ShadowRAM: March 21, 20053:24 PM EST Fri. Mar. 18, 2005
Want the real reason Sprint is spinning off its local exchange carrier business? It's not because so few people knew Sprint was a major local voice carrier in parts of the United States, but keeping the LEC on the same books as its wireless and next-gen ambitions makes it too much of an acquisition target, a Sprint know-it-all confessed at the CTIA Wireless 2005 show in New Orleans last week. Sprint's LEC leaks money, and if a merger happens, Sprint wants to be the buyer, not the meal, the know-it-all said.
Who ya gonna blame? Speaking of major carriers, Verizon's greedy ambitions to kick out the middleman and deploy its own backup power generators at its microwave towers hit a wall when Verizon realized it would lose an alibi in the process, said an exec from a backup-generator company that supplies Verizon and other carriers. Verizon could save as much as $40,000 per tower going it alone, but "the only thing that's slowing them is the fact that if they bring backup power assurance in-house, they lose a butt to kick if things go wrong," the exec said.
Interesting. That reminds us we are getting a little tired of the "one throat to choke" clich. How about the entire industry switching to "one butt to kick"?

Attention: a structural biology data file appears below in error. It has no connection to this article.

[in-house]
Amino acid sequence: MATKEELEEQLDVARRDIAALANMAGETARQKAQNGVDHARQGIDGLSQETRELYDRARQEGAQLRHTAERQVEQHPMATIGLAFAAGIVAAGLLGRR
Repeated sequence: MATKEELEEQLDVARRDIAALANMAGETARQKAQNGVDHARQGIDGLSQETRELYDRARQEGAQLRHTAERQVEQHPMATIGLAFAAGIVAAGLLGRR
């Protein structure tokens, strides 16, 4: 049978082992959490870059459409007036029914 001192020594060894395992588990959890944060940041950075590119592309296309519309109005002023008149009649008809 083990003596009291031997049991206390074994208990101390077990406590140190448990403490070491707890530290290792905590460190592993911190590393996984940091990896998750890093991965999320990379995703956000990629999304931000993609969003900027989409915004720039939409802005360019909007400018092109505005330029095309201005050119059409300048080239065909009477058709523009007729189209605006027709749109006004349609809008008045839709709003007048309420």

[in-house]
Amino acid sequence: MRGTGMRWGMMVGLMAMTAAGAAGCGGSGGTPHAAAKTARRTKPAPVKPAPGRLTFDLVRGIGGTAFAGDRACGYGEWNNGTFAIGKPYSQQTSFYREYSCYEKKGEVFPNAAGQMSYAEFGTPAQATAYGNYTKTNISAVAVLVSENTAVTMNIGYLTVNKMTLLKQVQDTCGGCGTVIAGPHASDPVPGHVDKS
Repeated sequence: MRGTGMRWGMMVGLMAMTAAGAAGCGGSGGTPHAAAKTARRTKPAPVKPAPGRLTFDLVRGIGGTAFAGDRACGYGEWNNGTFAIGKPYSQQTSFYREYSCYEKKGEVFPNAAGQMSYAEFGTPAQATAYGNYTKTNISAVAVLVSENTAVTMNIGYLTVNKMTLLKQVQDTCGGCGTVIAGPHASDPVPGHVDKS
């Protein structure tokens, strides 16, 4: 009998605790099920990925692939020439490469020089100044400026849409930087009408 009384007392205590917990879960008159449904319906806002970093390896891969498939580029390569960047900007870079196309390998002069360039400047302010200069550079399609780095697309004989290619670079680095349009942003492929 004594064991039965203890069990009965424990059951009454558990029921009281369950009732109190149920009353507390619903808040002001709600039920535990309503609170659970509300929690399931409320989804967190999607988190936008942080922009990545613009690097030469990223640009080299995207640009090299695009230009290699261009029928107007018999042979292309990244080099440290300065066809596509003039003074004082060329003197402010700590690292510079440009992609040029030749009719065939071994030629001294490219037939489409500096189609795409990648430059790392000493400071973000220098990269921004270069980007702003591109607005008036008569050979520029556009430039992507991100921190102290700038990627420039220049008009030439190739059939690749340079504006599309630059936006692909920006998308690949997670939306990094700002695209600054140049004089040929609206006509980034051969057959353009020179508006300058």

And speaking of kicked behinds, Bernie Ebbers' rear must feel awfully sore after being convicted on all charges stemming from the WorldCom bankruptcy. The small shareholders must feel a small victory, but the little guy is still outraged over executive compensation in general.
Take the shareholder who stood up at Hewlett-Packard's annual shareholders meeting in Chicago last week and asked interim Chair Patricia Dunn about the "ton of money" Carly Fiorina walked away with after being fired from HP. "It seems like the worse you do, the more money you make," the shareholder said. "Why do CEOs need this kind of money?"
Dunn replied that Fiorina did not have a contract but was under "the same plan for severance as all HP executives. The board has taken the view that it is in the best interest of the company to not have protracted and potentially disruptive negotiations with people as they leave the company."
So you pay them $21.4 million to leave quietly?
Meanwhile, Bob Wayman, HP's acting CEO, told shareholders that the company is "making good progress" toward selecting the next CEO.
Speaking of finding sudden sources of revenue, have you noticed how many solution providers in larger cities are starting to open branch offices in smaller towns? Seems like the folks in white spaces are more willing to pay for solutionsand on timethan their big-city counterparts.